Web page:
What is typically happening to those who’s dogs are struggling with anxiety the owners just don’t realise it. The owners are cruising down to class lessons with their dogs in hopes to solve their one problems and learn loose leash walking, going home and finding it all falls apart. Your dog might start to become reactive on lead, or becomes even more jumpy or reactive then before then you have an underlying issue of anxiety and you can do all the loose leash walking practice in the world but if you don’t work on shifting that mindset from hyperactivity to anxiety to then calm, you’ve got no hope in truly helping your dog, owners will go back to class and express they are still struggling unable to truly put their finger on it so the trainers tells them they just need more practice. Owners become frustrated and begin to blame themselves and they give up, this sequence happens all the time and sadly it’s the dog that despite the owner wanting to do things different ends up stuck at home feeling pent up and frustrated unable to get out and see new sights and smells. When you live in an anxious or excited state being cooped up adds to that problem.

With anxiety and excitement living close together, and you’re constantly feeling a degree of anxiety with no way to relieve it sometimes you have to force yourself to be hypo just to get through the situation. I love working with anxiety because I know it so well, I suffered from it majorly as a child and into my early adult hood having multiple attacks a day every day for almost half of my life, any situation where I could flick the switch into behaving overly excited or hyperactive I would, it made living through that private hell more bearable, and as I have watched dogs over the years I was amazed to see how similar they were in there methods of dealing with and coping with anxiety. I couldn’t continue living life that way and was determined to change it, through that process and owning an incredibly anxious dog, I know anxiety quite well and am very passionate about the issue especially with more dogs and more owners struggling with this very problem, a lot of the time completely unaware of it.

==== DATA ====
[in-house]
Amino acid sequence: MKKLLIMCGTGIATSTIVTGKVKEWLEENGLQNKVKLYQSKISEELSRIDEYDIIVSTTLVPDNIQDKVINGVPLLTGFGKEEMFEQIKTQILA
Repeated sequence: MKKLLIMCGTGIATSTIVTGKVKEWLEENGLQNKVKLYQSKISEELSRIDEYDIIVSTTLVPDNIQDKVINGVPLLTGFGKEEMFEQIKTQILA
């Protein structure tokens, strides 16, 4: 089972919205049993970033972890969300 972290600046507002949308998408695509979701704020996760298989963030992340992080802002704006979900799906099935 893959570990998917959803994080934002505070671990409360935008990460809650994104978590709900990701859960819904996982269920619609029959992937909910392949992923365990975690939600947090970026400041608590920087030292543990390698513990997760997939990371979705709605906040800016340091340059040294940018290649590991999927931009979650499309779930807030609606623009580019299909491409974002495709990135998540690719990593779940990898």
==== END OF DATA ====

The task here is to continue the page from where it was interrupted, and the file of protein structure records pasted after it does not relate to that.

This is why many trainers will tell you, to keep your dog as calm as possible, not to have over the top greetings, not to fuss over your dog or encourage them to be over the top. This is not to say they can’t ever express how happy they are this is to encourage you to pay closer attention to your dog, IF you are having problems with him IF you are really struggling in a few areas try to take a step back and have a look at where else you could help him to be a better dog.

As always if you have any questions or would like to know more please feel free to reach out I am also more than happy to have a chat x